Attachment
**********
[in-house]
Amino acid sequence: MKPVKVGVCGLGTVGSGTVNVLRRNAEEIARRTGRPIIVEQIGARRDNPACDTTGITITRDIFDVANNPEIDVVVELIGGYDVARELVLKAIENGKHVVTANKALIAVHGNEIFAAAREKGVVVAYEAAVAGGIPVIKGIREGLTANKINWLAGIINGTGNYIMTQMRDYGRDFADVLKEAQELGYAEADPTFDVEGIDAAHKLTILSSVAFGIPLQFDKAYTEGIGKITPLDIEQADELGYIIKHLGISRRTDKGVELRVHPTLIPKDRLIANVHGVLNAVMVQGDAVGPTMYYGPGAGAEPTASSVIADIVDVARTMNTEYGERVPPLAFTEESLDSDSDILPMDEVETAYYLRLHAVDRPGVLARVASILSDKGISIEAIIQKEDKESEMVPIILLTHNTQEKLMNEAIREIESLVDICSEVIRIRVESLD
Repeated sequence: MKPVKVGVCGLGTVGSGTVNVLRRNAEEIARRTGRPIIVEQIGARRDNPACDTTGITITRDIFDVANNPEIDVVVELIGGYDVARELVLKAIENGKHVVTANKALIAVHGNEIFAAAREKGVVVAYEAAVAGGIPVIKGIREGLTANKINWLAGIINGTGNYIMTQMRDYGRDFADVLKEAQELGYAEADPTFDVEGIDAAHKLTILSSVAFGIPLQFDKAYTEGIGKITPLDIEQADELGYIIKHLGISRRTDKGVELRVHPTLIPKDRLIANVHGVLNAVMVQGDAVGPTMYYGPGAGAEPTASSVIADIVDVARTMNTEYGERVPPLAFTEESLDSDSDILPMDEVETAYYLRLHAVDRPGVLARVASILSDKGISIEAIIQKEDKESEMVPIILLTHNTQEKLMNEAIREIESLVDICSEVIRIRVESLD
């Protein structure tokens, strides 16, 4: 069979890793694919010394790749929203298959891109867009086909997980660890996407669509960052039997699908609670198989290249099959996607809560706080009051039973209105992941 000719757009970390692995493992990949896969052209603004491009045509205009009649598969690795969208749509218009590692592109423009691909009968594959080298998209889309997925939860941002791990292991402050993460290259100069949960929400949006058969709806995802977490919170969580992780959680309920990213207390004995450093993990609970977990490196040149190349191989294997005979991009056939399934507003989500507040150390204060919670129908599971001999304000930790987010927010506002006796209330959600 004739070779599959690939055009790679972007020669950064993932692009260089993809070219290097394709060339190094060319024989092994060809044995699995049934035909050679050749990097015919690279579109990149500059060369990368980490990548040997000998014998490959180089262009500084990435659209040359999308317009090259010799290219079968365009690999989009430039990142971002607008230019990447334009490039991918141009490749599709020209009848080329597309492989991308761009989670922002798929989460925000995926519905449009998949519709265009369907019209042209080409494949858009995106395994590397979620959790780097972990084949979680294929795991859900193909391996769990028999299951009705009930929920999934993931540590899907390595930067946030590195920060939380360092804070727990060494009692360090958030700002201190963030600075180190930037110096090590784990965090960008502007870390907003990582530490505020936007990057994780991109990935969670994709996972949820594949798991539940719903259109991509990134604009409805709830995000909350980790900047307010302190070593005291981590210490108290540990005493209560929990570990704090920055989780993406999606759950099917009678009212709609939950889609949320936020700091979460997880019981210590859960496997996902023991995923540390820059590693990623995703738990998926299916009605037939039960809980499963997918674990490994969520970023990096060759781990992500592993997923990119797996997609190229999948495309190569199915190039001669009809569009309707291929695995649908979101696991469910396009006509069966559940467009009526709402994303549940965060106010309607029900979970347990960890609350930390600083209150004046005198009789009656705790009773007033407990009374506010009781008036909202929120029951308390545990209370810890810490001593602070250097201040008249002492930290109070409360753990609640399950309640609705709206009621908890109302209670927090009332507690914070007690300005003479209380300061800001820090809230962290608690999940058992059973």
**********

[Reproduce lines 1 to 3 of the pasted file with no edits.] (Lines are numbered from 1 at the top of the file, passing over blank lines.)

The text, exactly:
[in-house]
Amino acid sequence: MKPVKVGVCGLGTVGSGTVNVLRRNAEEIARRTGRPIIVEQIGARRDNPACDTTGITITRDIFDVANNPEIDVVVELIGGYDVARELVLKAIENGKHVVTANKALIAVHGNEIFAAAREKGVVVAYEAAVAGGIPVIKGIREGLTANKINWLAGIINGTGNYIMTQMRDYGRDFADVLKEAQELGYAEADPTFDVEGIDAAHKLTILSSVAFGIPLQFDKAYTEGIGKITPLDIEQADELGYIIKHLGISRRTDKGVELRVHPTLIPKDRLIANVHGVLNAVMVQGDAVGPTMYYGPGAGAEPTASSVIADIVDVARTMNTEYGERVPPLAFTEESLDSDSDILPMDEVETAYYLRLHAVDRPGVLARVASILSDKGISIEAIIQKEDKESEMVPIILLTHNTQEKLMNEAIREIESLVDICSEVIRIRVESLD
Repeated sequence: MKPVKVGVCGLGTVGSGTVNVLRRNAEEIARRTGRPIIVEQIGARRDNPACDTTGITITRDIFDVANNPEIDVVVELIGGYDVARELVLKAIENGKHVVTANKALIAVHGNEIFAAAREKGVVVAYEAAVAGGIPVIKGIREGLTANKINWLAGIINGTGNYIMTQMRDYGRDFADVLKEAQELGYAEADPTFDVEGIDAAHKLTILSSVAFGIPLQFDKAYTEGIGKITPLDIEQADELGYIIKHLGISRRTDKGVELRVHPTLIPKDRLIANVHGVLNAVMVQGDAVGPTMYYGPGAGAEPTASSVIADIVDVARTMNTEYGERVPPLAFTEESLDSDSDILPMDEVETAYYLRLHAVDRPGVLARVASILSDKGISIEAIIQKEDKESEMVPIILLTHNTQEKLMNEAIREIESLVDICSEVIRIRVESLD